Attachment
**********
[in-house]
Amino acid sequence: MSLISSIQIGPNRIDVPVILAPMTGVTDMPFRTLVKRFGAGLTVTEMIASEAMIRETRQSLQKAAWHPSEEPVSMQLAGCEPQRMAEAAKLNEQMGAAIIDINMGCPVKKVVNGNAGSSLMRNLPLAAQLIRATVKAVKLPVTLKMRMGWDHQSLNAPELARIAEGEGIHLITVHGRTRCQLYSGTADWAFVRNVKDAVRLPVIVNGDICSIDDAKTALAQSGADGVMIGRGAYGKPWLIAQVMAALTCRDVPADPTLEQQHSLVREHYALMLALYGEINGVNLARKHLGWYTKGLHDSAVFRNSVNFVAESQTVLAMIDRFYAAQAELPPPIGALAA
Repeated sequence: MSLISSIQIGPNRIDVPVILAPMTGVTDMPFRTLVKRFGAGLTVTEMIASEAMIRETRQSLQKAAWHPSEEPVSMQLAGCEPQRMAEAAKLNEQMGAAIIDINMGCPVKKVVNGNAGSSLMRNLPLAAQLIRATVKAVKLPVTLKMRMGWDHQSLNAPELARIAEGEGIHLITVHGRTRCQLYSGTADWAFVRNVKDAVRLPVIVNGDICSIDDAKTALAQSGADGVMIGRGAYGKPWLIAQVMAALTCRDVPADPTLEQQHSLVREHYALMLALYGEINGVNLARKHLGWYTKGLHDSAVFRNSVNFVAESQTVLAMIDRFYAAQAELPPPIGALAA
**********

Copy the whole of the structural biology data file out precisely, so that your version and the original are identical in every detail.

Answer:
[in-house]
Amino acid sequence: MSLISSIQIGPNRIDVPVILAPMTGVTDMPFRTLVKRFGAGLTVTEMIASEAMIRETRQSLQKAAWHPSEEPVSMQLAGCEPQRMAEAAKLNEQMGAAIIDINMGCPVKKVVNGNAGSSLMRNLPLAAQLIRATVKAVKLPVTLKMRMGWDHQSLNAPELARIAEGEGIHLITVHGRTRCQLYSGTADWAFVRNVKDAVRLPVIVNGDICSIDDAKTALAQSGADGVMIGRGAYGKPWLIAQVMAALTCRDVPADPTLEQQHSLVREHYALMLALYGEINGVNLARKHLGWYTKGLHDSAVFRNSVNFVAESQTVLAMIDRFYAAQAELPPPIGALAA
Repeated sequence: MSLISSIQIGPNRIDVPVILAPMTGVTDMPFRTLVKRFGAGLTVTEMIASEAMIRETRQSLQKAAWHPSEEPVSMQLAGCEPQRMAEAAKLNEQMGAAIIDINMGCPVKKVVNGNAGSSLMRNLPLAAQLIRATVKAVKLPVTLKMRMGWDHQSLNAPELARIAEGEGIHLITVHGRTRCQLYSGTADWAFVRNVKDAVRLPVIVNGDICSIDDAKTALAQSGADGVMIGRGAYGKPWLIAQVMAALTCRDVPADPTLEQQHSLVREHYALMLALYGEINGVNLARKHLGWYTKGLHDSAVFRNSVNFVAESQTVLAMIDRFYAAQAELPPPIGALAA